We need to take time to remember our angels

January 30, 2015

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By Tameika Isaac Devine

This article appeared in The State on October 8, 2014.


Columbia, SC — Until you or your loved ones have been affected, it can be hard to believe that one in four women in the United States has experienced the loss of a baby in pregnancy. That’s a million pregnancies a year that end in miscarriage, stillbirth or the death of a newborn child. Stillbirth (loss after 20 weeks of pregnancy) occurs in nearly one in 160 pregnancies, and miscarriages (loss before 20 weeks) occur in about 15 percent of pregnancies.

Two months ago, I never could have imagined that I would become one of those statistics. Jamie and I were anxiously awaiting the birth of our third child, and I was experiencing the easiest pregnancy I had ever had. But on Aug. 28, our world was changed forever.

I went to my doctor’s office for a regular prenatal checkup and was told that my baby did not have a heartbeat. At first, I was sure there must have been a mistake. I was two weeks away from my scheduled delivery date. I had heard his precious heartbeat just three days earlier, and it was strong. But the look on my doctor’s face told me there was no mistake. In that instant, I joined a secret society of mothers with babies born into heaven.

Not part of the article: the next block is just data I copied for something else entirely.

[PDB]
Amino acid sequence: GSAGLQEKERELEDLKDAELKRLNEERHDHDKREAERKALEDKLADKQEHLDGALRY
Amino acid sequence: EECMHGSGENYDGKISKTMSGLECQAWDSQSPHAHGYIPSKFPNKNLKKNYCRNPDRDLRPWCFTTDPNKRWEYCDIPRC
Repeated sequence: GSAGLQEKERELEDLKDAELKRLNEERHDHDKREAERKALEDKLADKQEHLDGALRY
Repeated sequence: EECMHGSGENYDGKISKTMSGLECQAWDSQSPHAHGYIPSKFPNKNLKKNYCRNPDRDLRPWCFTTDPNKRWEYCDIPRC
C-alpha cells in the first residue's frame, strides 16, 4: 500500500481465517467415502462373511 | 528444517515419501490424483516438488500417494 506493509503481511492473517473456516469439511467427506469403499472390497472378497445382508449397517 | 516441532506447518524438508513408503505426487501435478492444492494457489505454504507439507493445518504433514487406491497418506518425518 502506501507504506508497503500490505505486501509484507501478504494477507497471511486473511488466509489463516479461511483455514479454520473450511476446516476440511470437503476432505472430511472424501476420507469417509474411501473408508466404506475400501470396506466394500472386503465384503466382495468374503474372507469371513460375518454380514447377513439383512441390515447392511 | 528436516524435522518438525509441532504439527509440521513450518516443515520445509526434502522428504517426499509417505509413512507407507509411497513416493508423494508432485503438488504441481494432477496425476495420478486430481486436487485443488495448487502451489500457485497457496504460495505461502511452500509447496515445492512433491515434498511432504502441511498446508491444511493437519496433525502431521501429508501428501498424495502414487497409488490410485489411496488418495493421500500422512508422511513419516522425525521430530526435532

In the weeks since my precious angel baby went to be with the Lord, my family and I have been blessed by the outpouring of support from this community. However, many families who suffer a similar loss must grieve in silence, because infant loss is rarely spoken of publicly. It has always been considered a private loss.

Thankfully, that silent grieving is beginning to change, as more people begin to share their stories about miscarriage and stillbirth and there are more opportunities to come together and find others who can share their loss.

In 1988, President Ronald Reagan designated October as Pregnancy and Infant Loss Awareness Month.

The loss of a child stays with an “angel family” forever, and the emotional and physical impacts are often challenging for others to truly understand. Having support through grief is critical to recovery, and raising awareness is the first step to making sure families have access to available resources. I hope by sharing my story, I can help raise that awareness.

Tameika Isaac Devine

Columbia

Tameika Isaac Devine

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